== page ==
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Feng avoids leaderboards, birdies 72nd hole to break drought

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Shanshan Feng ended her victory drought in style Sunday at the Thornberry Creek Classic.

She beat Ariya Jutanugarn in a final-round duel to remind us all that she isn’t just a former world No. 1 and major champion. She’s still one of the world’s best ball-strikers.

Feng stuck a 7-iron to 3 feet at the last and made birdie to beat Jutanugarn by a shot.

She did this moments after Jutanugarn made birdie at the last in the pairing in front of her, but she didn’t realize she needed to make the putt to win until she looked at a leaderboard at the 18th green.

“Made me a little nervous,” Feng said.

Feng said she religiously avoids looking at leaderboards. She said it creates some awkward but amusing moments.

“I didn't know I was leading the tournament after three days,” she cracked. “My habit is I don't check the scores during the tournament, the whole tournament. Even after the first day, second day, third day, I don't check anything.”

In fact, Feng said, she has holed out her last putt at tournaments before not knowing that she had won.

“A few times, I’ve looked pretty confused,” she said. “That’s happened quite a few times.”

Feng, known for her good humor, said she had a pretty good idea she had a chance to win this week when she saw Sunday’s tee times.

“I was like, `Oh, looks like I'm in the last group, so maybe I’m leading,” she said.

Tied with five players early in the round, including Rolex world No. 1 Sung Hyun Park, Feng pulled away with her trademark iron play, firing at flagsticks in a bogey-free round of 9-under 63. She hit all 18 greens in regulation, leaving herself putts of 3 feet or less on three of the final five holes.

“My ball-striking is always my strength,” said Feng, 29. “But, actually, starting from last year, I kind of lost it a little bit.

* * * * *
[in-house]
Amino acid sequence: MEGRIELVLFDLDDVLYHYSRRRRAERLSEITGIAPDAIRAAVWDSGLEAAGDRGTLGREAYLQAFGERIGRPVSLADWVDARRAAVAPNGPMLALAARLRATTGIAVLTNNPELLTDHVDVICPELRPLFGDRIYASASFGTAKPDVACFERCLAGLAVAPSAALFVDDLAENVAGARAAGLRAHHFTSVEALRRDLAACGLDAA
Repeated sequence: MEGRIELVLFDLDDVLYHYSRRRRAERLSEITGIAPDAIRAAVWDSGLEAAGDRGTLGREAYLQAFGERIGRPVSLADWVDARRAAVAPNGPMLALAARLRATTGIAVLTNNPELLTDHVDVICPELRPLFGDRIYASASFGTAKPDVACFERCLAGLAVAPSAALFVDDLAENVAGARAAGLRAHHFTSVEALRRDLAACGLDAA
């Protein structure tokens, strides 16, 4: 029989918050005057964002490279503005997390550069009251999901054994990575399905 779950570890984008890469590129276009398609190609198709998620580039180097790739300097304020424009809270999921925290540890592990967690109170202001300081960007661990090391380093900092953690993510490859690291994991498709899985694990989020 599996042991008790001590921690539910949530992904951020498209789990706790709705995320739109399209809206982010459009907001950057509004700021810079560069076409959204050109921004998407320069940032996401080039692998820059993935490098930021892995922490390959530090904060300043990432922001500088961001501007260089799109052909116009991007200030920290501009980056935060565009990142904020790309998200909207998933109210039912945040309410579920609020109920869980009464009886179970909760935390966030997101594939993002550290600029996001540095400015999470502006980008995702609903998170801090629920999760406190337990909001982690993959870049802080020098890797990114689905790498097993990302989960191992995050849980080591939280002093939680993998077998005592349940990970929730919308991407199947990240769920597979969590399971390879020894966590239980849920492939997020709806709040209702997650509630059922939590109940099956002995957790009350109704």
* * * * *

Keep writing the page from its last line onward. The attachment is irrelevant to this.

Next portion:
“I tried to get more distance off the tees and then, maybe, just messed up the feeling, about controlling the ball. I got that back, so I'm really happy about that.”

Full-field scores from the Thornberry Creek LPGA Classic

The victory was Feng’s 10th LPGA title, but her first in 20 months. She reigned as the world No. 1 for 23 weeks, at the end of 2017 and early into 2018, but she was steadily sliding in the rankings. She missed the cut in all three of the majors this year and was down to No. 26 in the world coming into this week.

“I was kind of a little lost,” she said. “This week, I think I kind of got everything together.”

Feng finished at 29-under overall, the second lowest 72-hole score in relation to par in LPGA history, just two behind the record Sei Young Kim set winning the Thornberry Creek Classic last year.

Tiffany Joh (67) and Amy Yang (65) tied for third, three shots back.

Hyo Joo Kim (64) finished fifth, her eighth top-10 finish in her last 10 starts.

Yealimi Noh, the 17-year-old making her LPGA debut as a pro, closed with a 68 to tie for sixth with the world No. 1 Park (69). Noh, who made it into the field as a Monday qualifier, will get another LPGA start next week. The Marathon Classic announced on the weekend that it extended her a sponsor’s exemption.

Jutanugarn, who swept all the LPGA’s major awards and honors a year ago, looked as if she was going to end her own winless spell and claim her first victory since winning the Ladies Scottish Open 49 weeks ago. She had a one-shot lead on Feng until making bogey at the 15th,  where she hooked her tee shot into the edge of a hazard, pitched out, and then failing to get up and down for par after hooking her 6-iron approach into the rough left of the green.

“I didn’t feel comfortable hitting the 3-wood, but I just kept trying,” Jutanugarn said. “

Still, Feng wrestled the lead back from Jutanugarn after carving an 8-iron to 2 feet at the last to make birdie. She was gracious in the end, applauding as she sat aside the 18th green and watched Feng close with her birdie.

“It's a great win, because I think I got my game back, my confidence back,” Feng said. “And I believe that I can win more in the future.”